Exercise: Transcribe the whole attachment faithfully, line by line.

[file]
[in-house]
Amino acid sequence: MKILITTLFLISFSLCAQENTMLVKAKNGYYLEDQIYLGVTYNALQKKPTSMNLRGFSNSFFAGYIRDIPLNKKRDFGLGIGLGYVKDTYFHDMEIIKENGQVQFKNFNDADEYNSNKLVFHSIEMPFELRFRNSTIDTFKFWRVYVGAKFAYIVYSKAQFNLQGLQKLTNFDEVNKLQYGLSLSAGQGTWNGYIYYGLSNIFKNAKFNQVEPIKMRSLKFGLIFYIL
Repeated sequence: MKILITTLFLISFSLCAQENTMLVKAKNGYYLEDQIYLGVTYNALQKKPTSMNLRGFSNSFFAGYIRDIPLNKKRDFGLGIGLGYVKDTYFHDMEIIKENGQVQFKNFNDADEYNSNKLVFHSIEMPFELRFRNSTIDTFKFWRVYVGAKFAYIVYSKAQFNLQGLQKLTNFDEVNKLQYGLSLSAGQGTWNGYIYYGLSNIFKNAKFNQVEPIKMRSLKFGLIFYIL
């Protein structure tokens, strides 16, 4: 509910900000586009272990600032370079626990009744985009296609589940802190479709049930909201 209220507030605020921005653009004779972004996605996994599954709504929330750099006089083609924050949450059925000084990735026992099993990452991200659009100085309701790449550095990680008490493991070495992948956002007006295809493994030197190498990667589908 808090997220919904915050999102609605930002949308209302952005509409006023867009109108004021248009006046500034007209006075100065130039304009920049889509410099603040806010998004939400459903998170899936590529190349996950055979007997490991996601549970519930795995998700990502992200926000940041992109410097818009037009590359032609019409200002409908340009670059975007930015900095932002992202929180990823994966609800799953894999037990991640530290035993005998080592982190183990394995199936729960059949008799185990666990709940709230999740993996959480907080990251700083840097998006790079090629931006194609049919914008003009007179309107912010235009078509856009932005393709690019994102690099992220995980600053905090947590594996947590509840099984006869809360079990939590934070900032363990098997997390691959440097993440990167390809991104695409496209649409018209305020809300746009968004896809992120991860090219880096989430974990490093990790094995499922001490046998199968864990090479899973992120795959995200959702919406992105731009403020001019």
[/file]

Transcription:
[in-house]
Amino acid sequence: MKILITTLFLISFSLCAQENTMLVKAKNGYYLEDQIYLGVTYNALQKKPTSMNLRGFSNSFFAGYIRDIPLNKKRDFGLGIGLGYVKDTYFHDMEIIKENGQVQFKNFNDADEYNSNKLVFHSIEMPFELRFRNSTIDTFKFWRVYVGAKFAYIVYSKAQFNLQGLQKLTNFDEVNKLQYGLSLSAGQGTWNGYIYYGLSNIFKNAKFNQVEPIKMRSLKFGLIFYIL
Repeated sequence: MKILITTLFLISFSLCAQENTMLVKAKNGYYLEDQIYLGVTYNALQKKPTSMNLRGFSNSFFAGYIRDIPLNKKRDFGLGIGLGYVKDTYFHDMEIIKENGQVQFKNFNDADEYNSNKLVFHSIEMPFELRFRNSTIDTFKFWRVYVGAKFAYIVYSKAQFNLQGLQKLTNFDEVNKLQYGLSLSAGQGTWNGYIYYGLSNIFKNAKFNQVEPIKMRSLKFGLIFYIL
């Protein structure tokens, strides 16, 4: 509910900000586009272990600032370079626990009744985009296609589940802190479709049930909201 209220507030605020921005653009004779972004996605996994599954709504929330750099006089083609924050949450059925000084990735026992099993990452991200659009100085309701790449550095990680008490493991070495992948956002007006295809493994030197190498990667589908 808090997220919904915050999102609605930002949308209302952005509409006023867009109108004021248009006046500034007209006075100065130039304009920049889509410099603040806010998004939400459903998170899936590529190349996950055979007997490991996601549970519930795995998700990502992200926000940041992109410097818009037009590359032609019409200002409908340009670059975007930015900095932002992202929180990823994966609800799953894999037990991640530290035993005998080592982190183990394995199936729960059949008799185990666990709940709230999740993996959480907080990251700083840097998006790079090629931006194609049919914008003009007179309107912010235009078509856009932005393709690019994102690099992220995980600053905090947590594996947590509840099984006869809360079990939590934070900032363990098997997390691959440097993440990167390809991104695409496209649409018209305020809300746009968004896809992120991860090219880096989430974990490093990790094995499922001490046998199968864990090479899973992120795959995200959702919406992105731009403020001019």